Big thank you from

The herring gull thriving in our throwaway modern society

by Paul Cormacain

SOMEONE had dumped a few fish heads and fish backbones in a quiet area. There were also some vegetables lying around, so I suspect that somebody had dumped the dinner remains. The local birdlife was interested.

First on the scene was a passing gull, a big gull, a herring gull, a hungry gull. He happened to be passing, saw the fish bits and came down to look some more.

He landed half a metre away from the dinner remains and eyed it all suspiciously. No such thing as a free lunch, he thought.

The herring gull is a very successful bird. It eats almost anything and will tackle almost any kind of food, from fish offal to the young of other herring gulls. Its ability to eat most things make it a very successful breeder, and it probably is our most common gull.

This gull seems to be increasing in numbers, and the thinking is that our modern throw-away and take-away food system has benefited the gull.

Our refuge tips are a great attraction for herring gulls, and although they are not the only birds to visit the tips, they are usually the most easily seen.

The preferred nesting site for these gulls used to be lonely cliffs, but with an increase in numbers the nesting habitat is undergoing a change. Bogs and inland lakes are now being used as nesting sites in Ireland and Scotland. Stranger still, these gulls will now sometimes nest on buildings in coastal towns.

The gull inched closer to the food. It liked the idea of easy and free food, but was wary. Suppose it was a trap. Suppose someone was waiting to catch it, or shoot it; as soon as it touched the food. It kept looking around, and kept looking at the attractive morsels.

A few birds have mastered the art of opening a shellfish, and the herring gull is one of those birds. You may see it along a rocky coast, and having acquired a mussel or some such, it will fly high into the air and then drop it on to a rock. The result is a broken-shelled mussel, which is then promptly disposed of, and disappears Town the throat of the gull.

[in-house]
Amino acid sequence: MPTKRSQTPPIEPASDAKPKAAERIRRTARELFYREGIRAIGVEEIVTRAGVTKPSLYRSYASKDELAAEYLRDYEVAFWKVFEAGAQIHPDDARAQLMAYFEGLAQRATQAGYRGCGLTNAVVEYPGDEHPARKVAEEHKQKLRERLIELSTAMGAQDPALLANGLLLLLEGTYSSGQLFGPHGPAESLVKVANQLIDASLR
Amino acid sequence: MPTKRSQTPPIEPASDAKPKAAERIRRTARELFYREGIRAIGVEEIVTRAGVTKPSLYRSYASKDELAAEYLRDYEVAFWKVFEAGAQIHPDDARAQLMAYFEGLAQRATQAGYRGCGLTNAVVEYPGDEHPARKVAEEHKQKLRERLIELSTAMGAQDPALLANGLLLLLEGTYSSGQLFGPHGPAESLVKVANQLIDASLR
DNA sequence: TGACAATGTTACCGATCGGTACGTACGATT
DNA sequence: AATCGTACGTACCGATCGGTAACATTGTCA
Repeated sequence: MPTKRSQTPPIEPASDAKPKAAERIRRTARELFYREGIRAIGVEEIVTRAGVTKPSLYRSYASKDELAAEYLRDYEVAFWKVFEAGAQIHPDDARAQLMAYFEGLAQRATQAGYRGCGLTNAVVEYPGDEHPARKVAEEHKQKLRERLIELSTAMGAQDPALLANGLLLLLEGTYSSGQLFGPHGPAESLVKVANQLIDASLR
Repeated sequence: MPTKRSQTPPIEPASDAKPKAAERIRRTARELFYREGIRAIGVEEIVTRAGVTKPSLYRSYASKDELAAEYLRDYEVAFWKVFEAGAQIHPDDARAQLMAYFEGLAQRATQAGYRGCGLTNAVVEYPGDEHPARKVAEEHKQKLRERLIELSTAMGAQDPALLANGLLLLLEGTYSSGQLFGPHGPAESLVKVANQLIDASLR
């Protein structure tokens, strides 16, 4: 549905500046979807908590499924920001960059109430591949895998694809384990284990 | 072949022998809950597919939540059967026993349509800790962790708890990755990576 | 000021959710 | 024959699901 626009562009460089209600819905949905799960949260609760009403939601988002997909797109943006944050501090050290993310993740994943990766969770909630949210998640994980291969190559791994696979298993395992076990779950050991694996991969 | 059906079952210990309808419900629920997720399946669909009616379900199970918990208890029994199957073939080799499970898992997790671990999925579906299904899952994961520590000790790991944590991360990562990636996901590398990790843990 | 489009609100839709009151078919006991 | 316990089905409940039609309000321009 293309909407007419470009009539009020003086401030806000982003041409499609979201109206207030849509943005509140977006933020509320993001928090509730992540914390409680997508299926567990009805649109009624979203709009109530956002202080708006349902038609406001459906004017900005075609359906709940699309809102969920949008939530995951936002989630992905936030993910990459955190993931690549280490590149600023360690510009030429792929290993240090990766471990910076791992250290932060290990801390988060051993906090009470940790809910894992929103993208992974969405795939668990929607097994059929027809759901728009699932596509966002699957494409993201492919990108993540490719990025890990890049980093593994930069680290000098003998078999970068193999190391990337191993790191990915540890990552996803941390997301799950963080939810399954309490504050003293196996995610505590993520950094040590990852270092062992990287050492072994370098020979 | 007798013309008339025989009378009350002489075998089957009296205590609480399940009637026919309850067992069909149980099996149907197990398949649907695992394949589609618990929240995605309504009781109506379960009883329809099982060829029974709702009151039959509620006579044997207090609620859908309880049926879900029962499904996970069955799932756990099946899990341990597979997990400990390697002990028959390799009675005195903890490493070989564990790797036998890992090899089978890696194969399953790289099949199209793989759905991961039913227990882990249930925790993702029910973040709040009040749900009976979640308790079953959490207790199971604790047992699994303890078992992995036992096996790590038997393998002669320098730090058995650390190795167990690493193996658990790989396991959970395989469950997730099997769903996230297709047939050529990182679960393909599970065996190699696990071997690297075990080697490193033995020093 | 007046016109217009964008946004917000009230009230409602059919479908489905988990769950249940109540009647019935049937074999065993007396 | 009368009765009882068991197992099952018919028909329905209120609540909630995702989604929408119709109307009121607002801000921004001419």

I could clearly see the stripped backbone of a fish among the dinner remains, and there did not seem to be much flesh on it. The herring gull could see it as well, suddenly dashed in and grabbed the bones, and started to swallow them. 'These bones would have been off a fish about one and a half times the size of an ordinary herring, so it was a lot of bone. The herring gull devoured the lot, albeit going slightly slower as it came to the end.

The bird looked around. There were no enemies, (we were invisible), and it was not trapped or shot. The gull grabbed a fish head and flew off a few metres. Something in the way he was acting, or moving, or looking, and suddenly other birds saw what was afoot and came to join in. They were all crows.

Rooks, hooded crows, magpies and jackdaws all congregated. "They did not go to where the food was, rather they came and perched on the ground around the eating herring gull. And they all talked!

The herring gull is a large bird, with a big strong bill, which other birds would not like to come in contact with. So the crows kept their distance, and the gull kept on eating the fish head.

He kept turning around, so that no bird could approach him without being seen and warned off.

The crows kept talking, they were discussing the big bird's diet, how he would not share, and tried to figure out how they could separate the gull from the food.

The food the gull was eating was obviously nicer than the food lying in a pile and the crows slid not go near it.

The gull kept eating, and turning. The crows kept chattering. When the gull had devoured the fish head, he flew to the 'picnic' area, grabbed another fish head and flew off.

The crows were still blethering, and did not even notice. Eventually they dispersed, and so did we.

Coming Events

Saturday 8th February - If you want to make your garden more wildlife friendly, head for Oxford Island at 2.30 and learn a thing or two. Phone 3832 2205.

Wednesday 19 February - Butterfly Conservation will hear about the marsh fritillary, at 6.30 in the Ulster Museum.

Monday 24 February - Lisburn RSPB is hosting its monthly meeting at 7.30 at Friends' School, where Dermot Hughes will talk about the Ulster Wildlife Trust.

Ulster Star